We recognize the despotism that the Progressive Movement has produced and we all nod our heads in agreement with my prosaicisms which do wonders for singing to the choir but nothing else. The problem with this kind of generalization is that it does little to improve the political climate other than ignite a week's worth of opposition posting from the internet's conservative blogosphere before we move on to the next outrage. The fact that there is a next outrage shows us that we are whistling in the wind and such reality promotes despair within the ranks of conservative reformers ~tangled web - part one.
This week we celebrate the 26th anniversary of Ronald Reagan's perhaps most famous speech at Brandenburg Gate in what was then West Berlin, Germany. For those of us who are old enough to remember that stirring address, it's good that we take the time to explain to those who are young the relevance of the era that we refer to as the Cold War.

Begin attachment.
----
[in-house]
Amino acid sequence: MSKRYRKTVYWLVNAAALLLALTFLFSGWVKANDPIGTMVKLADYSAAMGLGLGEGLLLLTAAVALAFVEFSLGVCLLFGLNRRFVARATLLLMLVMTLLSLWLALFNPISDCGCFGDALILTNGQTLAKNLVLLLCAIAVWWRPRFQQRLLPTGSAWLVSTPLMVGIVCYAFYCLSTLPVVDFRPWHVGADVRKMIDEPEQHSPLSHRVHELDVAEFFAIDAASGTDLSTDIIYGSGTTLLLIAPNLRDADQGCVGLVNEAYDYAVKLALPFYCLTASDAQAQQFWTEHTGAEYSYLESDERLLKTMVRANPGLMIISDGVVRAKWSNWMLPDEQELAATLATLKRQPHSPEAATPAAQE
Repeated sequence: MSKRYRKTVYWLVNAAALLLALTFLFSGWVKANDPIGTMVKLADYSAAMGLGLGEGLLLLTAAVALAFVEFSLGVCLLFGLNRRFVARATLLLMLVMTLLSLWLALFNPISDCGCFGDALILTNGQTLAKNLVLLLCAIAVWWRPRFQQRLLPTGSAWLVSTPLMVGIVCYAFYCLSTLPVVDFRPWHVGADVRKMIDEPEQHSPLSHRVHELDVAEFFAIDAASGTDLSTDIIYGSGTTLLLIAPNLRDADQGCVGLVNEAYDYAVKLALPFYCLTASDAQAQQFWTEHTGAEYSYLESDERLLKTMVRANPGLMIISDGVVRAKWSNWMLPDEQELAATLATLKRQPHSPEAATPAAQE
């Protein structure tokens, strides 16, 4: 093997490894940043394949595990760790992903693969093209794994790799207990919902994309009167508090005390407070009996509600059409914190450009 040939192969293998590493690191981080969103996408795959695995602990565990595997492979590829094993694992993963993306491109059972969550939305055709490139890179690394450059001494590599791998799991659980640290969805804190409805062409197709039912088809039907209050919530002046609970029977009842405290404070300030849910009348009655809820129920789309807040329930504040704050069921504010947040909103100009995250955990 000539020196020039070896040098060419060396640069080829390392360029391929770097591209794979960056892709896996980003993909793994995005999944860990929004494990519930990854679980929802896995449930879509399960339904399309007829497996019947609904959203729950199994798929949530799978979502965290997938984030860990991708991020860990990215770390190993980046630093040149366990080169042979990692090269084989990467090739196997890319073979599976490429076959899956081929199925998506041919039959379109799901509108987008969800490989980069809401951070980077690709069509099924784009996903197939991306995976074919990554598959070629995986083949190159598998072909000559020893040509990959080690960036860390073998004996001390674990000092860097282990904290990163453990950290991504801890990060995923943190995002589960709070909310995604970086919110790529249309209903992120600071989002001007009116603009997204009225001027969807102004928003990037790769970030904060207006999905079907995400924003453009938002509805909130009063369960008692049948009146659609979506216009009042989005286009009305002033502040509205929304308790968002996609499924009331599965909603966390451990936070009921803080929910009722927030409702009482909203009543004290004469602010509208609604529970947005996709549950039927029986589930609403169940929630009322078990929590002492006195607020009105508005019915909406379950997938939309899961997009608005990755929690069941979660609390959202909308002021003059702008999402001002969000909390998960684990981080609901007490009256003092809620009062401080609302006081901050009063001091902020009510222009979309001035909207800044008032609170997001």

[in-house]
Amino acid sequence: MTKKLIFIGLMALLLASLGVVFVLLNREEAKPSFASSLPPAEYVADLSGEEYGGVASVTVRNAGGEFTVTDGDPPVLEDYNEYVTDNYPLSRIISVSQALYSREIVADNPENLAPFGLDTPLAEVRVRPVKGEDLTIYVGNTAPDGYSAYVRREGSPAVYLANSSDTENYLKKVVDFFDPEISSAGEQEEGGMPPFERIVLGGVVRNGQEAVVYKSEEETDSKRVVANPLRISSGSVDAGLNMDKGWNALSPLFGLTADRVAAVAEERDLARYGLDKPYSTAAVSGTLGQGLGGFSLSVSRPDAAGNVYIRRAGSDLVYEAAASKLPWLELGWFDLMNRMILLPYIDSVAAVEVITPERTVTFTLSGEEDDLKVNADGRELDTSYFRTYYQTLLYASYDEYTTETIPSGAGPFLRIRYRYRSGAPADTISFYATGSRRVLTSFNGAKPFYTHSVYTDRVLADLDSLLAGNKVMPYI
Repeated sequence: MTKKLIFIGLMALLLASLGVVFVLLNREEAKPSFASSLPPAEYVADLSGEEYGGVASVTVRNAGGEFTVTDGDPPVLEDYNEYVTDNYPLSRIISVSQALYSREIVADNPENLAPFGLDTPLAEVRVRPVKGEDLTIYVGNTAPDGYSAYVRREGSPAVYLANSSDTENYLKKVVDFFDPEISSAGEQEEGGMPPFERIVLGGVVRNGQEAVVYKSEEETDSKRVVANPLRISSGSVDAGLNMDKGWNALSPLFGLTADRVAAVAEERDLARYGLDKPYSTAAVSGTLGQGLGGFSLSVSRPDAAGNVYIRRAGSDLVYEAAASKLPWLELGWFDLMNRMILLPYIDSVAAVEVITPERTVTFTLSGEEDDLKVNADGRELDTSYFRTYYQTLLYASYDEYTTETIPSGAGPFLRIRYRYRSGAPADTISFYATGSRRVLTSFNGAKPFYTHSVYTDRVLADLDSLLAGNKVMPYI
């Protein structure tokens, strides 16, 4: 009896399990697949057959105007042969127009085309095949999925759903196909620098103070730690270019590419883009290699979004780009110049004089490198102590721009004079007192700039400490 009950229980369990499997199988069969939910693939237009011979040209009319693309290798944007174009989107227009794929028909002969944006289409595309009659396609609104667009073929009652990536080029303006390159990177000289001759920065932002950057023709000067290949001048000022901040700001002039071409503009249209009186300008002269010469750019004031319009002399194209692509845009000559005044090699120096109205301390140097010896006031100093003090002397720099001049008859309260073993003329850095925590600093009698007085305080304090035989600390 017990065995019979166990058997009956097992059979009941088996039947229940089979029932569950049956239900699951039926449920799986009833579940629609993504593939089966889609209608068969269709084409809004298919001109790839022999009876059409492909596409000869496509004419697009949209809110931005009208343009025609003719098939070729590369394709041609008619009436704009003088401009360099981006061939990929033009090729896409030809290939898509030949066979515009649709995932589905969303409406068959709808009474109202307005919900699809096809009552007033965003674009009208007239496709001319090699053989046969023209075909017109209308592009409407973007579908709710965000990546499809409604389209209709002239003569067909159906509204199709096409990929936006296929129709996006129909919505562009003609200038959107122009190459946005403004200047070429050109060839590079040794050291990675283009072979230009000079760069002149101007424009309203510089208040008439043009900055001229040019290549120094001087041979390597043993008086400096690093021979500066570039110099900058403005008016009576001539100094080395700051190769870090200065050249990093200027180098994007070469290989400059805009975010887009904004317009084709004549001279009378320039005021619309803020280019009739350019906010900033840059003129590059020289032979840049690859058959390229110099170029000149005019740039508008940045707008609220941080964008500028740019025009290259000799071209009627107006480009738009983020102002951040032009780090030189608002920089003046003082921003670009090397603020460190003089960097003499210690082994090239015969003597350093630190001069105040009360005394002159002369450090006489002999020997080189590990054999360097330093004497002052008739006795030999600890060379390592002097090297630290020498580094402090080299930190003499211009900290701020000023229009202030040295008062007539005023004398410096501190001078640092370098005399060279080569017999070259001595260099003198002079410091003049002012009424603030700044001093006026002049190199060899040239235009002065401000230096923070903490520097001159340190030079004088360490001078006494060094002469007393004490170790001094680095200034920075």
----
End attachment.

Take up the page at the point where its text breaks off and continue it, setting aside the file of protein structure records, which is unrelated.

The Cold War – a term coined by George Orwell in 1945 in reference to the dawning of the nuclear age. The term was adopted by US presidential advisor Bernard Baruch in 1947 to express the beginning of the never ending conflict between the US and the Soviet Union that was a "peace that is no peace."
We well remember Ronald Reagan – the man who used the job as president to do whatever he could to free future generations from the grips of Soviet aggression. Sadly, Soviet aggression is now the least of our children's worries. They have their own bogeymen with which to contend. They go to school and perform safety drills to protect them from homegrown terrorists and other likeminded whack jobs with perhaps a tad less futility than huddling under one's desk to protect oneself from the imminent nuclear holocaust, but the truth is that, in the grand scheme of things, we have just supplemented one evil empire with another.